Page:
Díaz: We're in a country where white is considered normative; it's a country where white writers are simply writers, and writers of Latino descent are Latino writers. This is an issue whose roots are deeper than just the publishing community or how an artist wants to self-designate. It's about the way the U.S. wants to view itself and how it engineers otherness in people of color and, by doing so, props up white privilege. I try to battle the forces that seek to "other" people of color and promote white supremacy. But I also have no interest in being a "writer," either, shorn from all my connections and communities. I'm a Dominican writer, a writer of African descent, and whether or not anyone else wants to admit it, I know also that Stephen King and Jonathan Franzen are white writers. The problem isn't in labeling writers by their color or their ethnic group; the problem is that one group organizes things so that everyone else gets these labels but not it. No, not it.
Slate:Do you feel you have a duty to be representative?
Díaz: I've been asked to be "representative" for as long as I've been a Dominican. As a person of color living in the U.S. you're often considered an extension of your group—individualism is hard to come by. So this is nothing new. But I'm just one person, writing about one tiny set of (imagined) experiences. Sure, you can use what I write about to open a discussion about larger issues, about the communities in which my set of experiences is embedded, but that doesn't make me any expert on anything or the essence of the Dominican Republic.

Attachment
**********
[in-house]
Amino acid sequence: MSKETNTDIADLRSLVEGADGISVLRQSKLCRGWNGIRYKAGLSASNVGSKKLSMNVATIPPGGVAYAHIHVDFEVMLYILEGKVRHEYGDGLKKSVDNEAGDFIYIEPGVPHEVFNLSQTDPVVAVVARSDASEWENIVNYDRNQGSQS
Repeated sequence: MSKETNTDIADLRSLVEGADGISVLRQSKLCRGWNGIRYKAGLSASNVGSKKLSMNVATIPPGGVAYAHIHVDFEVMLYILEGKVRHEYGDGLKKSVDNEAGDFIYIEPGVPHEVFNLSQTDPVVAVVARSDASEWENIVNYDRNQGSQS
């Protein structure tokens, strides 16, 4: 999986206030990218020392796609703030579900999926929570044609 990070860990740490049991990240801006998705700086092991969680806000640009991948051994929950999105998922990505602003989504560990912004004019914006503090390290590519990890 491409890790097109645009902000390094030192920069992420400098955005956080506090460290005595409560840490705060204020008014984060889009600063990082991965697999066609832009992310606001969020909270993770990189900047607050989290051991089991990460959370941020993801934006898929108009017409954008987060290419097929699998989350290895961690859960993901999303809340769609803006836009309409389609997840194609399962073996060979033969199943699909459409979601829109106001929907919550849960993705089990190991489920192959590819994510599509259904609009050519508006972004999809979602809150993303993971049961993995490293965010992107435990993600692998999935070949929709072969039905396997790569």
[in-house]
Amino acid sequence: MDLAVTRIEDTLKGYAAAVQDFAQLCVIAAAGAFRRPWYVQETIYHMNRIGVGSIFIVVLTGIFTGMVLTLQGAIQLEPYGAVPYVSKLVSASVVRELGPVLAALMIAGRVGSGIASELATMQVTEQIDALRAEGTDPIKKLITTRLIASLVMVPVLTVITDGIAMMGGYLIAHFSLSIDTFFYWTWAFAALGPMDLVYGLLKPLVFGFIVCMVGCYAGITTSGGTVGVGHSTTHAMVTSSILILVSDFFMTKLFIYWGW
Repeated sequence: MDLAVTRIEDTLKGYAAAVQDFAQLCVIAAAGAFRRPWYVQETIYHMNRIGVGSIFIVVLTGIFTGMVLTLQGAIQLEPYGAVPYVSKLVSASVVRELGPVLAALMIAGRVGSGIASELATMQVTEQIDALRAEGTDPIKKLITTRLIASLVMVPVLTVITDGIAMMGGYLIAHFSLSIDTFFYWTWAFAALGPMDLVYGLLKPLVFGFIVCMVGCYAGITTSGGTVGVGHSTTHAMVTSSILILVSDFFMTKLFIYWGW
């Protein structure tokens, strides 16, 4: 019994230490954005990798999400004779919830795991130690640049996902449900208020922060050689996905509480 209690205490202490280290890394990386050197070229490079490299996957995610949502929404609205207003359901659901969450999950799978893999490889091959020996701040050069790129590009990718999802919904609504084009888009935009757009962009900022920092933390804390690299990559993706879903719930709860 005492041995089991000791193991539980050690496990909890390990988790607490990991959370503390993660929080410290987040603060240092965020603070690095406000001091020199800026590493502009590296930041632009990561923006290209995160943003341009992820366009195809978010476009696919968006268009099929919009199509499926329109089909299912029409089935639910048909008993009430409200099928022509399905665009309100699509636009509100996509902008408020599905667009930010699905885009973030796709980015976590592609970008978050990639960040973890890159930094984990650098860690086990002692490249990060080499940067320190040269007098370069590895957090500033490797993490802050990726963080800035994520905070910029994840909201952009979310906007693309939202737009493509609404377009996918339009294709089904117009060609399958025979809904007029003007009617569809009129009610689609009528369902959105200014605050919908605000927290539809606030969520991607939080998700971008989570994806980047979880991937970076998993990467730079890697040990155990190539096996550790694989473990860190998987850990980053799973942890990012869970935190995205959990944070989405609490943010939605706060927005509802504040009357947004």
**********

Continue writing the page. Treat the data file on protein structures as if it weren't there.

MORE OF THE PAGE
Slate: Oscar Wao, like Drown before it, is characterized by a kind of hybrid dialect of English and Spanish—what critic Michiko Kakutani called "a streetwise brand of Spanglish" when she reviewed the book in the New York Times. Did you always make use of this hybrid style, or was this style a discovery along the way?
Díaz: Since I can remember, English was present in my Spanish. And clearly Spanish was always present in my English. It may have taken me a while to systemize this at the level of narrative. But the technique, the mixture, has always been within me. An accident of immigrant history, but one that I've pursued relentlessly and rigorously.
Slate:What about the fact that in certain stretches of Oscar Wao, readers who don't speak Spanish won't be able to understand? Do you expect them to pick up a dictionary? Or is the specific sense less important than the sensation of the language?
Díaz: I've almost never read an adult book where I didn't have to pick up a dictionary. I guess I participate more in my readings and expect the same out of my readership. I want people to research, to ask each other, to question. But also I want there to be an element of incomprehension. What's language without incomprehension? What's art? And at a keeping-it-real level: Isn't it about time that folks started getting used to the fact that the United States comprises large Spanish-speaking segments?
Slate:And did you get any push back from your publisher, I wonder?
Díaz: My publishers were just happy to get anything after 11 years. And my editor understood my project. Otherwise the final months would have been hell.
Meghan O'Rourke is Slate's culture critic and an advisory editor. She was previously an editor at The New Yorker. The Long Goodbye, a memoir about her mother's death, is now out in paperback.
Illustration by Charlie Powell.